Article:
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Bellrays | Raw Collection | review | rock | Lollipop
Raw Collection (Upper Cut)
by Brian Varney
An odds 'n' sods collection (or, as the cover itself states, "A collection of 7", 8" (?), compilation tracks and occasional stray dogs from 1995 to 2002") from perhaps the very best band currently doing the raw, hopped-up punk-suckling garage thing (yeah, I know, some contest) and a godsend to someone like me who's had neither the time nor the tenacity to round up said stray tracks. And, since it's been a couple of years since the band's last full-length, this is almost like a new album if you, like me, haven't heard these tracks.
Though the band may choose to refer to these tracks as "stray dogs," there's not a loser in the bunch. A Bellrays original like "Mind's Eye" is so good that I was shocked to learn that it's not a lost '60s soul classic and, frankly, it gives me a lot of hope for this band's future. Set-opener "You're Sorry Now" is not far behind, a slow-burner with a torrid vocal from Lisa Kekaula that shows she can do a lot more than just scream. Which isn't to say, of course, that she isn't a fine screamer, as the band's pedal-through-the-floorboards run through The Saints' classic "Nights in Venice" amply shows. She is, simply and unequivocally, one of the best two or three vocalists out there right now, her voice threatening and sexy in a way that turns me on and, in the same breath, makes me think that I'd be very scared if I ran into her in a dark alley.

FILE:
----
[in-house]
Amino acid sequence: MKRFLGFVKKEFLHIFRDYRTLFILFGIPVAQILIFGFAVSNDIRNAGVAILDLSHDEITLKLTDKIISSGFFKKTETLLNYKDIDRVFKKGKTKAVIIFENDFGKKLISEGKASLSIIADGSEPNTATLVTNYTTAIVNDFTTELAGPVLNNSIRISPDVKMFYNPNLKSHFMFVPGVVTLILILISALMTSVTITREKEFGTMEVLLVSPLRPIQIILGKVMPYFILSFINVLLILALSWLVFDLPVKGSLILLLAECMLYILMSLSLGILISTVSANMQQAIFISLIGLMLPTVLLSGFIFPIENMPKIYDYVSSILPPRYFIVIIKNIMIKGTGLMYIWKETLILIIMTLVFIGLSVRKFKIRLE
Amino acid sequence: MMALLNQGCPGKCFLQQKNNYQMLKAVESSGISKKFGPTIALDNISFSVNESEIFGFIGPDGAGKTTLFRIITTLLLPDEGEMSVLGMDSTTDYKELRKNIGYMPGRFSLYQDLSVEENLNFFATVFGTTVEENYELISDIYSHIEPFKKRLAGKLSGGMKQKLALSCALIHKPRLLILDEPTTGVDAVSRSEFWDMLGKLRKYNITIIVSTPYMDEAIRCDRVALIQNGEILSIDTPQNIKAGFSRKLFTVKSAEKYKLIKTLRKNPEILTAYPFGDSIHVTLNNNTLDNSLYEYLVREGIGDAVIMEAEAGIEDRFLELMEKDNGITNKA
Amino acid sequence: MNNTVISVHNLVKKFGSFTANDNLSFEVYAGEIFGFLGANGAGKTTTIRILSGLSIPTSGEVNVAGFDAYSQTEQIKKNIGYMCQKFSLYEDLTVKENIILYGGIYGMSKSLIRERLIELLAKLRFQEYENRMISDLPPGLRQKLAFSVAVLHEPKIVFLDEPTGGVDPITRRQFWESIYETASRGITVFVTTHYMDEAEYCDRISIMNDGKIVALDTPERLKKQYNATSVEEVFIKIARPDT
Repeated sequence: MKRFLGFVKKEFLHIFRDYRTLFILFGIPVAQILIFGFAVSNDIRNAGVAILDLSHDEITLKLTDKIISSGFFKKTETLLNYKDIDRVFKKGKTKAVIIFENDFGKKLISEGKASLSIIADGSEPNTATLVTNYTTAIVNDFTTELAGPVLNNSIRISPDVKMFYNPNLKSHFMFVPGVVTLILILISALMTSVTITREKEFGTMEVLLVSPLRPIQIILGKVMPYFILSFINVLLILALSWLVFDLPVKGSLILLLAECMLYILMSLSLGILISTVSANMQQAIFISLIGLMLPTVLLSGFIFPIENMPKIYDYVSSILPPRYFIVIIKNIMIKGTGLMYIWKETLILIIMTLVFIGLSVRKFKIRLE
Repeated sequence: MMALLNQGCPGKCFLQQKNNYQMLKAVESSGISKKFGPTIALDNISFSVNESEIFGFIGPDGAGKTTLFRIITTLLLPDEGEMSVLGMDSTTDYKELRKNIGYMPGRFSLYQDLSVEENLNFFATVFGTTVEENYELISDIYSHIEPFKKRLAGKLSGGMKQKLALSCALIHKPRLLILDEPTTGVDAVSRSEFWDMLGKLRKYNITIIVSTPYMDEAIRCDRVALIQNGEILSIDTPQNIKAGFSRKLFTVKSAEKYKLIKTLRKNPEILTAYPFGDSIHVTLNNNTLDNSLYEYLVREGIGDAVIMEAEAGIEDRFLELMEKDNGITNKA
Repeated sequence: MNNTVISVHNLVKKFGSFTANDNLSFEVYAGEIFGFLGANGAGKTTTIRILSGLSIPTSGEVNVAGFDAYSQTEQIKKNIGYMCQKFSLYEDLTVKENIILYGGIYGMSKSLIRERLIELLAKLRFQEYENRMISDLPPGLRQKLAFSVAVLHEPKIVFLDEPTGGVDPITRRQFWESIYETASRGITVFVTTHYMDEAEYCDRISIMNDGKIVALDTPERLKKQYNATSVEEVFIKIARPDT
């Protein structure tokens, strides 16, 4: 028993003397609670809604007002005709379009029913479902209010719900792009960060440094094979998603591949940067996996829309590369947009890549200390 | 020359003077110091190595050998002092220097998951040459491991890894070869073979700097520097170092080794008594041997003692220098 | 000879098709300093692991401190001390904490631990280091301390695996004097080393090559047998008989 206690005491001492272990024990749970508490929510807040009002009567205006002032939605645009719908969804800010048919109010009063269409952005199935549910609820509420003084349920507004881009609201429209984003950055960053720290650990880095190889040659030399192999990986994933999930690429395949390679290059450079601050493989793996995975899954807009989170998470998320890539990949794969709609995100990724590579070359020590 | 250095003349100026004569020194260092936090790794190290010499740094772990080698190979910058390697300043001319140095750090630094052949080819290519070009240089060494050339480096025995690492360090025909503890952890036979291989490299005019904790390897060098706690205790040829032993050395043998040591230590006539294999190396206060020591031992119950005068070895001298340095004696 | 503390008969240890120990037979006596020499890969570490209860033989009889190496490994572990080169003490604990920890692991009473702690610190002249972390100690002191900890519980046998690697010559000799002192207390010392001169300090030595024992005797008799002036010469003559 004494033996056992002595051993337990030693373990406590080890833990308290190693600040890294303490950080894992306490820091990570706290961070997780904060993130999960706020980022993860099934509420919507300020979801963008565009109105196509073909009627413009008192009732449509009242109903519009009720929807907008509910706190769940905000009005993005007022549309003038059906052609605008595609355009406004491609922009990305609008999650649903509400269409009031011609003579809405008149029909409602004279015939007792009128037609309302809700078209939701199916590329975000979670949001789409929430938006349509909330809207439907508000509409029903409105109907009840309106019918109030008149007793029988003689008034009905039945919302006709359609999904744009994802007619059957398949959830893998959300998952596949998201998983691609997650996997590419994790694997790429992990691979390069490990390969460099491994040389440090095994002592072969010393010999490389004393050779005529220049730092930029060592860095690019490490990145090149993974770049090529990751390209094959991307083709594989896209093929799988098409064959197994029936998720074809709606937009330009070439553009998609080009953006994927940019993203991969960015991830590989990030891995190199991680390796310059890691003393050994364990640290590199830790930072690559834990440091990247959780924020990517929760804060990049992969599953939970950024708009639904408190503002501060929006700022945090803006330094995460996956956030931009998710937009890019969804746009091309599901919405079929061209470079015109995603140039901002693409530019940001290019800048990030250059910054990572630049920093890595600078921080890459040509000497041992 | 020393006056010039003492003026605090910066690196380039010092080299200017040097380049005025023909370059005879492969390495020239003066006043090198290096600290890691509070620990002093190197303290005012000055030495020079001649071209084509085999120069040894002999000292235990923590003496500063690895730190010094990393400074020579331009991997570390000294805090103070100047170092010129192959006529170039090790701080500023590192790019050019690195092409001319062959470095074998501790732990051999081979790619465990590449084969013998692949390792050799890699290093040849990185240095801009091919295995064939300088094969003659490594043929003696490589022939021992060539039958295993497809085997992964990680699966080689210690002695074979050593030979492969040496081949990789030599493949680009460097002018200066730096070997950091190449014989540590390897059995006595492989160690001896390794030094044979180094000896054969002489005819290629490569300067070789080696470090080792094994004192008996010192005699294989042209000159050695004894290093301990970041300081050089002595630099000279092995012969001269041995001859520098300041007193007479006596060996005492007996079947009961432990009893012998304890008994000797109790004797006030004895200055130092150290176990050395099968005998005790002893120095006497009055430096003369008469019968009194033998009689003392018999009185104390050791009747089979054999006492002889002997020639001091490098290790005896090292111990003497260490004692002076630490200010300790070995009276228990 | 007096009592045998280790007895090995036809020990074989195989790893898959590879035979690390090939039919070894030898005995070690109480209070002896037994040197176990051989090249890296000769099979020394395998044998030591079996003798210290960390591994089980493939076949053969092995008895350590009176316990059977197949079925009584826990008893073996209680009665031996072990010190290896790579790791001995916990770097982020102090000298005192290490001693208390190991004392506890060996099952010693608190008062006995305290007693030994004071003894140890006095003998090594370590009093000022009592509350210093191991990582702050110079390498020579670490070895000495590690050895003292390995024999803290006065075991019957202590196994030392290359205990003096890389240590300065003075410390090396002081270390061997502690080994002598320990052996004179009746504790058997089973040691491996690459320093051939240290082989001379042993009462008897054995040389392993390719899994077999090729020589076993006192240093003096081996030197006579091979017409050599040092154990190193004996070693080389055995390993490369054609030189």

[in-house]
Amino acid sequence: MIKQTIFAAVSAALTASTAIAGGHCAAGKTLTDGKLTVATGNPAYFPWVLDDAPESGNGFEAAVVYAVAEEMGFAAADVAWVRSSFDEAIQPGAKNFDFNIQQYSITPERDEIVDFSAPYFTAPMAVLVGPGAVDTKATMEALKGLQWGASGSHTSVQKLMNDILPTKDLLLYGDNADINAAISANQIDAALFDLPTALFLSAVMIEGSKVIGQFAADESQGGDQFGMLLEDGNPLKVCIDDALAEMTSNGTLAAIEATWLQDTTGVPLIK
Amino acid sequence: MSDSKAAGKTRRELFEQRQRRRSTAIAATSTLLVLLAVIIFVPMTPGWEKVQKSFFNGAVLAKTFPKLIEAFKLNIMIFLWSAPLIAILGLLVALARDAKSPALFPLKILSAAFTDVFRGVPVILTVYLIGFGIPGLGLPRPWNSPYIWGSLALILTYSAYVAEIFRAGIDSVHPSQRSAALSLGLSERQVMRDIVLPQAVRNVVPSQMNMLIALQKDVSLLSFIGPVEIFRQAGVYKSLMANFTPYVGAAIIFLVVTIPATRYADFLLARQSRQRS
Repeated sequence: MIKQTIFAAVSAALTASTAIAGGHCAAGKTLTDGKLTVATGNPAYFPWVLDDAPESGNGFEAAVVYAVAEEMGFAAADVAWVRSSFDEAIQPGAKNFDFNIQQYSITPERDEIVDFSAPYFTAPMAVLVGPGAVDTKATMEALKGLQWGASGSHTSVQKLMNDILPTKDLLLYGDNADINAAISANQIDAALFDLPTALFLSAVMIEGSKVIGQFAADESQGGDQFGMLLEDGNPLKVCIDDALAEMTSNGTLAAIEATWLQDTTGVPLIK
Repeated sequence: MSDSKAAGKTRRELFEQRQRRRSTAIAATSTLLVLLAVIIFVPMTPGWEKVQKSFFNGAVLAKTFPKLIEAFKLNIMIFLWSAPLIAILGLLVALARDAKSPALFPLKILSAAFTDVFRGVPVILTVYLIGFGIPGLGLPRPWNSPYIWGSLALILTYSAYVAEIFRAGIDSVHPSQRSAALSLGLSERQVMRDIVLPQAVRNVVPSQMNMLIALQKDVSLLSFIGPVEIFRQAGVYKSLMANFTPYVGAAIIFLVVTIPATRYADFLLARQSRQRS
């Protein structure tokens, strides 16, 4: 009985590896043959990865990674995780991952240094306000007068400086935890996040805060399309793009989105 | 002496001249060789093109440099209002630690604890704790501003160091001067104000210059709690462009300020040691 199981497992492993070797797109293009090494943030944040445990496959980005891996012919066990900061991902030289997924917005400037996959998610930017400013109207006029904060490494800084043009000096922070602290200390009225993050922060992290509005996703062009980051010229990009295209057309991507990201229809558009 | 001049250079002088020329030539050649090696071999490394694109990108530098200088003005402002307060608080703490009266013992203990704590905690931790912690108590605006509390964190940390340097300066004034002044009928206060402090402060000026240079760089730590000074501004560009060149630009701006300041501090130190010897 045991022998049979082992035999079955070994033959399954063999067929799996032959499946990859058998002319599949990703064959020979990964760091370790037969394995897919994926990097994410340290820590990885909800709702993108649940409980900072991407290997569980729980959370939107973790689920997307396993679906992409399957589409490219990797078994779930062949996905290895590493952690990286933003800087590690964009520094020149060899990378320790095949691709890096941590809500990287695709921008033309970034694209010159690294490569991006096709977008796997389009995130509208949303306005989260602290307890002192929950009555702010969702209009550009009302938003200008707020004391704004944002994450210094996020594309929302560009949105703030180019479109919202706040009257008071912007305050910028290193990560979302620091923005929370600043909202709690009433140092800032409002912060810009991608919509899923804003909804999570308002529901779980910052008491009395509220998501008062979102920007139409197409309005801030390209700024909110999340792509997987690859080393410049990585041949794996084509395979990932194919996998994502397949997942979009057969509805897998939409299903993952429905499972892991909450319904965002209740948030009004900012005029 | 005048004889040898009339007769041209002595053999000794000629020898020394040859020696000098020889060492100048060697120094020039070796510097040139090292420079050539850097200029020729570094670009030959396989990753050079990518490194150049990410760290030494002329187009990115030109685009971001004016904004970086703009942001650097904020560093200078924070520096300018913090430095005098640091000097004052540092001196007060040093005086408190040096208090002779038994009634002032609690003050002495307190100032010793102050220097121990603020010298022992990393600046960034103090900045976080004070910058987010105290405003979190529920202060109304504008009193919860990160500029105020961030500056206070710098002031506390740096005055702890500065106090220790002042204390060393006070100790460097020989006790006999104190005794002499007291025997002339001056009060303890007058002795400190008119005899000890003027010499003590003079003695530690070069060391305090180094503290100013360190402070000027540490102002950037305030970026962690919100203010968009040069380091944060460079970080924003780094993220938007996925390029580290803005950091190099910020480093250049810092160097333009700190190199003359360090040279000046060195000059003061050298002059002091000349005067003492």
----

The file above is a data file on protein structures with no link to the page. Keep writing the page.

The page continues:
And, hey, the rest of the band ain't bad either. Tony Fate has the sort of shitty, low-rent guitar tone that's par for the course with this sort of music, but he tears off interesting solos and riffs enough of the time that I wouldn't mind hearing him play through a real rig. The brunt of pushing this stuff to the moon, however, falls upon the shoulders of the ridiculously good rhythm section. Shit, if MC5 had had a rhythm section this good, they might've been the best band ever. Bassist Bob Vennum and drummer Ray Chin (whom I believe is no longer with the band) are ratcheted down so tight that you'd need one of those air guns they use in garages to tear this shit apart. I've never had the good fortune to see this band live, but I've gotta imagine the drummer's sweated through his shirt by the time they get to the first chorus of the first song and, likewise, you'll be sweaty to the bone from busting out your dance moves any and everytime this mutha starts up.
(4470 Sunset Blvd. #195 Los Angeles, CA 90027)